Lessons from the Global HIV/AIDS Epidemic
Foreword to the Encyclopedia of AIDS
by Peter Piot, M.D., Ph.D.
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The global HIV/AIDS epidemic has taught, or retaught, us many important lessons. It has confirmed the importance of socioeconomic and cultural factors in health. It has shown that when human rights are not protected, people are more vulnerable to disease. And it has reminded us that, although infectious diseases once seemed to be on the wane, a new worldwide epidemic can break out at any moment.
Perhaps the most sobering lesson of the past 15-plus years is that the HIV/ AIDS epidemic has not turned out to be a disease outbreak that science can quickly bring under control. Both a vaccine and a cure remain elusive. There are no quick fixes, technological or otherwise, to prevent new infections or eliminate the lingering societal impact of millions of AIDS deaths among individuals in their peak productive and reproductive years.
The most hopeful lesson is that, even though our approaches are imperfect, we are not powerless against the epidemic. Communities in the developing world, and even some industrialized nations as a whole, have managed to stabilize or reduce the rate of new HIV infections, provide care and support for those infected or affected, and combat fear and rejection of people living with HIV and AIDS.
Scientific advances hold out even greater hope for the future. Combined antiviral drugs promise longer and higher quality survival for HIV-infected people. Antiviral treatment for women and their newborn babies has been shown to reduce mother-to-child transmission. Progress is being made in developing vaginal creams and other "barriers" to HIV that women can apply. Insights for both vaccine and drug development are emerging from the study of individuals who appear resistant to HIV infection or who remain remarkably disease-free years after becoming infected. Yet with more than 20 million HIV-infected people alive and facing an unpredictable and generally fatal course, and with more than 7,500 new HIV infections occurring each day, it is premature to claim that we have turned the corner.
Difficulties and obstacles abound. Denial has diminished since the early years of the epidemic but continues to block political commitment and individual action. Those most affected-the people who are infected with or at risk of HIV-still often have no voice in designing and planning action and services. Harm reduction measures, such as access to condoms or sterile needles, continue to be controversial despite their effective track record. In countries with resource-starved or poorly managed health services, people with HIV/AIDS suffer for lack of the simple drugs that could ease their pain, itching, or nausea, not to mention a total lack of access to antiviral drugs.
Prevention is still divorced from care and support, and measures are geared to outbreak control instead of lifetime HIV risk management. Moreover, in the context of people's lives, many key prevention messages are irrelevant. Where homosexuality is criminalized or heavily stigmatized, gay men may have no realistic way of obtaining condoms to prevent HIV infection or health care once they have HIV or AIDS. To take another example, mutual sexual fidelity may protect from HIV, but it is something over which many married women have no control. The lack of realistic options for self-protection- whether because of poverty, power imbalances, or denial of human rights- results in appalling vulnerability for billions of men, women, and children.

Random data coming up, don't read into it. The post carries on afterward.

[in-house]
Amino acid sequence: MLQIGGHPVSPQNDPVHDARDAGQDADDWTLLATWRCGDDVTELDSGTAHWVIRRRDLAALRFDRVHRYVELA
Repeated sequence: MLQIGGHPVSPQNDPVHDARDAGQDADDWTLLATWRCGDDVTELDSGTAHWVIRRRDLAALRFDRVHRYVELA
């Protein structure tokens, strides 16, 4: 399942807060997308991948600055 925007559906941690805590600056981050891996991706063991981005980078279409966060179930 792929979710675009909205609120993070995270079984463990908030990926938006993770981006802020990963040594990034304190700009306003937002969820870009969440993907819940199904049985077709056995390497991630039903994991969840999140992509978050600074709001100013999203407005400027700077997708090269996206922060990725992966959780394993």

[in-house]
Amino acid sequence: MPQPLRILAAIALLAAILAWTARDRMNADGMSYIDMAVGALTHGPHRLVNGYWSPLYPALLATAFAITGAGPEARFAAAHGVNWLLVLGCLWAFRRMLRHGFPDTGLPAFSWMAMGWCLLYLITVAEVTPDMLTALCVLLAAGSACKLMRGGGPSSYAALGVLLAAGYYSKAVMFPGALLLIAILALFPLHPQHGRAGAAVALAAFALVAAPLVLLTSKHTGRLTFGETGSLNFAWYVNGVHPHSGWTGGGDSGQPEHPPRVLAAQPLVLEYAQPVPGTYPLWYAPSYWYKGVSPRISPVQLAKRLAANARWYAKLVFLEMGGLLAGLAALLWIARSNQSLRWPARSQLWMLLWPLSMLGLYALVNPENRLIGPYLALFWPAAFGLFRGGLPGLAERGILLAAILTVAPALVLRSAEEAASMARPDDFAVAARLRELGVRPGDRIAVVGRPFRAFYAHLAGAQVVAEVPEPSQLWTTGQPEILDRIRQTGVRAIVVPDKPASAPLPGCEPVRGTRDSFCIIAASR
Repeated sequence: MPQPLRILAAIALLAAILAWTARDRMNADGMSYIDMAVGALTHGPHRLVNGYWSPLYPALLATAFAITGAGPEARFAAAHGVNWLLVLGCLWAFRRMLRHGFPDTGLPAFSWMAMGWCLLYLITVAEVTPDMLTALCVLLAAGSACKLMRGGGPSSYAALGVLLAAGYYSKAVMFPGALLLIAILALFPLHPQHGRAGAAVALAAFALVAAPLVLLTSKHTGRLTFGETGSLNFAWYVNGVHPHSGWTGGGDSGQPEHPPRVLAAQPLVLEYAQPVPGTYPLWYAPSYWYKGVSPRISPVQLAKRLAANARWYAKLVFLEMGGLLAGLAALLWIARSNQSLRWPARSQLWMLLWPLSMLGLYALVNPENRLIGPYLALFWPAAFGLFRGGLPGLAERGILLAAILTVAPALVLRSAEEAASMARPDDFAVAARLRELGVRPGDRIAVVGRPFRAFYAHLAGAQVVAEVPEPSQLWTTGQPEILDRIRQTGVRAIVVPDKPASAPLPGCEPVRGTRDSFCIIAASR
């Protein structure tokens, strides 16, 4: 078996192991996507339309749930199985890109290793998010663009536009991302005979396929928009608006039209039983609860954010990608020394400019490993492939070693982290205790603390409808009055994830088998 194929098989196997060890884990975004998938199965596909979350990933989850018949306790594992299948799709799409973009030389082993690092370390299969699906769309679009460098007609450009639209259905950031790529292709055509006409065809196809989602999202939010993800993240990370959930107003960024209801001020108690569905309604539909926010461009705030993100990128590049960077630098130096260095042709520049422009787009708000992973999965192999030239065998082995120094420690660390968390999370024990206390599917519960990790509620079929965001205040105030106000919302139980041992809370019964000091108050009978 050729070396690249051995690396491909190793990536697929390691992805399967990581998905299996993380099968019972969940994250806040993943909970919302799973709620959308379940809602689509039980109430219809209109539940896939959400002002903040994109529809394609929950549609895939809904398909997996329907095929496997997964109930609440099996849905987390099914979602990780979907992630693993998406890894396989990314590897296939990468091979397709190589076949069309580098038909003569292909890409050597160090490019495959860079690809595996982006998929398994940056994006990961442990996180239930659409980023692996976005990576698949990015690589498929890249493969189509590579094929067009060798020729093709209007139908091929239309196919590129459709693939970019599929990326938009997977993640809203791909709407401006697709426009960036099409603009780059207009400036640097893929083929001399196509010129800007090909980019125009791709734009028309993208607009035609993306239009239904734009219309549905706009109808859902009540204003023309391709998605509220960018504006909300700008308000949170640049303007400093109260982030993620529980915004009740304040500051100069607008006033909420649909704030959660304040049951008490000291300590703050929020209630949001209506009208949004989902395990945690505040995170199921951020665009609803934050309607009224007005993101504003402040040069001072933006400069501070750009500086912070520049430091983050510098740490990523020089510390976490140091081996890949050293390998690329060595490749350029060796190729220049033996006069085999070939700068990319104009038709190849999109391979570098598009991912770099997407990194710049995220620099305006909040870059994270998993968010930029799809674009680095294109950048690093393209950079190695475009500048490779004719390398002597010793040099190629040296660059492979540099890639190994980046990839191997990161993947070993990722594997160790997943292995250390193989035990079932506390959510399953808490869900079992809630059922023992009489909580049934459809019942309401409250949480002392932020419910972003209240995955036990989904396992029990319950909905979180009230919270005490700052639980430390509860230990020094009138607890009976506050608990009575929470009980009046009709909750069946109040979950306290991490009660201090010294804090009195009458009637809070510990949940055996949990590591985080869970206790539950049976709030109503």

Only an expanded response to the epidemic gives us a chance of grappling with these problems. The response needs to be of greater duration, in keeping with the permanent nature of the AIDS challenge; of greater quality, bearing in mind the ineffectiveness of technically inappropriate and poorly managed action; and of greater scope, encompassing but reaching far beyond the health sector.
The fact that HIV and its repercussions will be with us for generations implies the need for a sustainable response, one that encourages openness about the epidemic among individuals and communities and that builds up their coping capacity. Among other things, coping means lifelong acceptance and inclusion of people with HIV/AIDS in the household or community and the adjustment of personal behavior to the lifelong risk of HIV infection.
But while the action required must always be viewed through the lens of human needs, it cannot be limited to the personal or individual level. We must act on the broad structural context of prevention, care, and impact alleviation. At one end of the spectrum, we need to tackle the underlying socioeconomic and structural factors that make people vulnerable to HIV/AIDS by giving them few realistic options for self-protection. Empowerment for action is one obvious remedy. To return to the example of women, vulnerability could be lessened through increased education, access to credit, and equitable rights in the event of divorce. Clearly, such action could simultaneously diminish women's vulnerability to other ills with similar socioeconomic roots, including violence and unwanted pregnancy.